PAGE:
The core of Mango's social networking features will be found in the People hub, which will include updates fed from Facebook, Twitter, and LinkedIn. So rather than heading to three individual apps, you'll be able to check them all from one location.
If you've got plenty of contacts, there's a reasonable chance that you'll be inundated with updates. So Mango will let you filter, and show updates from any one of those individual social networking sites, rather than all of them.
In addition, the Live tile on the Windows Phone 7 home screen will display any new activity on those social networks, such as whether someone has written on your Facebook wall, or mentioned you on Twitter. From this same location, you'll also be able to perform a variety of social networking tasks, such as replying to messages, retweeting messages, and so on.
For details, and to see it in action, check out the video from Microsoft, below.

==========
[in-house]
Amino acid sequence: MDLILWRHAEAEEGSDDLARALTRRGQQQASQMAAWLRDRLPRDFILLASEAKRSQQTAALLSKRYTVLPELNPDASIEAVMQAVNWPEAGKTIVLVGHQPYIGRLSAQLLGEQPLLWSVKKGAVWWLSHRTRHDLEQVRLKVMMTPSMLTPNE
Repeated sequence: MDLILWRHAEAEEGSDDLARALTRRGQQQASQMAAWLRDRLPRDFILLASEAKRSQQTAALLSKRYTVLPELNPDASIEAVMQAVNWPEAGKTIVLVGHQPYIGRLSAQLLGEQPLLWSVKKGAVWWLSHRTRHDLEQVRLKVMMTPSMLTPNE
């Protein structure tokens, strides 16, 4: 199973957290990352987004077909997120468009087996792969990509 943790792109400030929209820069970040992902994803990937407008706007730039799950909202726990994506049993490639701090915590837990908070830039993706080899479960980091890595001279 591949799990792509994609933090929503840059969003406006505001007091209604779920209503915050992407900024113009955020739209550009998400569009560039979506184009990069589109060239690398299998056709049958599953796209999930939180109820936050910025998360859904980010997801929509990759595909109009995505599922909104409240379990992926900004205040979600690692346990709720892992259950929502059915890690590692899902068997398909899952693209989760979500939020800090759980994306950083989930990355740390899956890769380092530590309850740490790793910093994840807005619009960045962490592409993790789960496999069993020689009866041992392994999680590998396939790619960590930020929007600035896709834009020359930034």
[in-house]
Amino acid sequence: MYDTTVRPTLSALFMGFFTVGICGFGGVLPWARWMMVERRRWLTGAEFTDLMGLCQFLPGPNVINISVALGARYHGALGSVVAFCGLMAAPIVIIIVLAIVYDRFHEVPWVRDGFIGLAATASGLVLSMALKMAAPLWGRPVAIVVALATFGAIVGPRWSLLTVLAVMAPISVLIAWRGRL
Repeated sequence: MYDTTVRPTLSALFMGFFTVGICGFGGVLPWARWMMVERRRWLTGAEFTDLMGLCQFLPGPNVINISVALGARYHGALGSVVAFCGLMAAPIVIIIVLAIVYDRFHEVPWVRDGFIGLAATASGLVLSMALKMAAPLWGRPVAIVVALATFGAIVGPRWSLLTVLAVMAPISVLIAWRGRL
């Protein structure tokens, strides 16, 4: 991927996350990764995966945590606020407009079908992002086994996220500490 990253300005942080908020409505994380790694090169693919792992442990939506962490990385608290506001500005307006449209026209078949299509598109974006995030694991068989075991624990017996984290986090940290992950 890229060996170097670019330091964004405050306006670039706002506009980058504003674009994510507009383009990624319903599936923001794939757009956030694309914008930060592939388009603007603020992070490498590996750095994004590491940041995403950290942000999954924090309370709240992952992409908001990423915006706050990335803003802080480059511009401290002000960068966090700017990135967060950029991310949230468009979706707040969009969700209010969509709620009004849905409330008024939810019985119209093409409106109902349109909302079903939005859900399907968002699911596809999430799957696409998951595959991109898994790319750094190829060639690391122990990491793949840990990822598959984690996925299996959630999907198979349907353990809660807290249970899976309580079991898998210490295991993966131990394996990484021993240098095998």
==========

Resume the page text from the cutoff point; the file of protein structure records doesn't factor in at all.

It would be nice to be able to filter not just by service, but by users, searchwords, and so on. Still, what's built into Mango appears to be a very good app.
This is exactly the kind of thing that can help Microsoft sell Windows Phone 7 devices. Microsoft's ad campaign for the devices, while clever, takes the exactly wrong tack: It positions Windows Phone 7 as the operating system for those who want to spend less time with their smartphones. Instead, Microsoft should focus on all the nifty things Windows Phone 7 can do --- and its social networking features are exactly the kind of thing it should be highlighting.